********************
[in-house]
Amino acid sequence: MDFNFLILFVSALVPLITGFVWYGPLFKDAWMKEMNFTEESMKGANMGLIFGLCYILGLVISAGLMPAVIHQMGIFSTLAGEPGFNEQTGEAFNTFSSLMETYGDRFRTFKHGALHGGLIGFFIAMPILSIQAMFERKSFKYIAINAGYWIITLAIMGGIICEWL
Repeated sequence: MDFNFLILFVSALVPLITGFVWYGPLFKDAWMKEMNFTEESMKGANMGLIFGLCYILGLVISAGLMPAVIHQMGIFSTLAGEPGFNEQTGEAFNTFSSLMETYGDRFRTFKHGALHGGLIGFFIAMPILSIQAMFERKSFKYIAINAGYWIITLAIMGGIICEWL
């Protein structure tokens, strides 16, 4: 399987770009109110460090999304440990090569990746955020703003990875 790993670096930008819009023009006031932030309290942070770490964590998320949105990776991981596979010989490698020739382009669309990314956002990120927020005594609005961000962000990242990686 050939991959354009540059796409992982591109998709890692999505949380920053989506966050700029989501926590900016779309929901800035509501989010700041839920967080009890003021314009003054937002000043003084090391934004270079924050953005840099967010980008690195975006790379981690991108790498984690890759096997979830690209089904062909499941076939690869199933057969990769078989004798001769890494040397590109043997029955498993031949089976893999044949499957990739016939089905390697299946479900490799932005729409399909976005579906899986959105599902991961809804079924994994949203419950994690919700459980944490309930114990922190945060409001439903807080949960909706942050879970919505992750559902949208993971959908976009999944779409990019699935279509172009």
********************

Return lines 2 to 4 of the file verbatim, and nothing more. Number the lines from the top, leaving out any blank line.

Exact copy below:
Amino acid sequence: MDFNFLILFVSALVPLITGFVWYGPLFKDAWMKEMNFTEESMKGANMGLIFGLCYILGLVISAGLMPAVIHQMGIFSTLAGEPGFNEQTGEAFNTFSSLMETYGDRFRTFKHGALHGGLIGFFIAMPILSIQAMFERKSFKYIAINAGYWIITLAIMGGIICEWL
Repeated sequence: MDFNFLILFVSALVPLITGFVWYGPLFKDAWMKEMNFTEESMKGANMGLIFGLCYILGLVISAGLMPAVIHQMGIFSTLAGEPGFNEQTGEAFNTFSSLMETYGDRFRTFKHGALHGGLIGFFIAMPILSIQAMFERKSFKYIAINAGYWIITLAIMGGIICEWL
């Protein structure tokens, strides 16, 4: 399987770009109110460090999304440990090569990746955020703003990875 790993670096930008819009023009006031932030309290942070770490964590998320949105990776991981596979010989490698020739382009669309990314956002990120927020005594609005961000962000990242990686 050939991959354009540059796409992982591109998709890692999505949380920053989506966050700029989501926590900016779309929901800035509501989010700041839920967080009890003021314009003054937002000043003084090391934004270079924050953005840099967010980008690195975006790379981690991108790498984690890759096997979830690209089904062909499941076939690869199933057969990769078989004798001769890494040397590109043997029955498993031949089976893999044949499957990739016939089905390697299946479900490799932005729409399909976005579906899986959105599902991961809804079924994994949203419950994690919700459980944490309930114990922190945060409001439903807080949960909706942050879970919505992750559902949208993971959908976009999944779409990019699935279509172009």